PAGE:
"We started in 2004 as a project for the Carolina Farm Stewardship Association (CFSA). The purpose is to support organic growers, and to stimulate the supply of local, organic products. Today, ECO works with a hundred growers on a surface area ranging between 8 and 120 acres. The conventional growers are also helped with the transition over to growing organically," says Sandi.
Not in negotiation
They call ECO an atypical fruit and vegetable company. "We are not your traditional company. Both the growers and the staff are owners of the company, and if the growers want to be co-owners, they can ask for that. The growers get money prior to the beginning of the season - that is when they need the most capital - and then they fulfill their weekly obligation by supplying organic fruits and vegetables. "If a retailer is not willing to pay a certain price then we will not start negotiations with them, we will just go back to our growers."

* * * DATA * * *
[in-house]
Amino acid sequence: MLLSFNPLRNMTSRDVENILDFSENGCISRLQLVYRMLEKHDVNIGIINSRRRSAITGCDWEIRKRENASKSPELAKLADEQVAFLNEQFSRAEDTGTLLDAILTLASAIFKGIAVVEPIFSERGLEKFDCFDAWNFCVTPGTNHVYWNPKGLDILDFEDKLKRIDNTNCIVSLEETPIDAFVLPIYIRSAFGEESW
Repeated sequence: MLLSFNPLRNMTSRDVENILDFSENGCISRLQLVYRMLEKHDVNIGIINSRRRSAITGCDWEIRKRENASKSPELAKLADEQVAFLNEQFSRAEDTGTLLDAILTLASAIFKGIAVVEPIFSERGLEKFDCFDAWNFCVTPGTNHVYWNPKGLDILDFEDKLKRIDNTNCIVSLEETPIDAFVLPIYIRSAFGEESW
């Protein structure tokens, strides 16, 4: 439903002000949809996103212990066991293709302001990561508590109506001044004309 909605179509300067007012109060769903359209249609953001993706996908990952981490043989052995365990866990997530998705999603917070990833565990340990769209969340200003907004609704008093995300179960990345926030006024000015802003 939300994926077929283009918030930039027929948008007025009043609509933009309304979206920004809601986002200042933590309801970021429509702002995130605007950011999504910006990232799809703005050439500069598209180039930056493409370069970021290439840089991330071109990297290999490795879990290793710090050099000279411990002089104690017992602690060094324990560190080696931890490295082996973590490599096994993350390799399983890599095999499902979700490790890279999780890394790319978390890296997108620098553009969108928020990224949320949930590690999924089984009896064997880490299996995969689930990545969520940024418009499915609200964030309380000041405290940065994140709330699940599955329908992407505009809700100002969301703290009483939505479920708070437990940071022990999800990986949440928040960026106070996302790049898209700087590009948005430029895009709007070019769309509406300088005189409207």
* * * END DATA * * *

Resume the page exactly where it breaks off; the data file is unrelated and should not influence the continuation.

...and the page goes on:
"Kale pays the bill"
ECO's revenue last year was $3.8 million. In their first year, back in 2004, their revenue was only $200,000. Covington sweet potatoes are the biggest product for ECO, making up 15-20% of their stock. But the product that brought in the most profit was kale; this is due to the popularity of this product in the U.S. "This year we had a joke with each other about this popular product: Kale pays the bill," laughed Sandi Kronick. In regards to volume, blue berries and greenhouse vegetables are also doing well. In the coming years ECO expects further growth in their volume of greenhouse vegetables.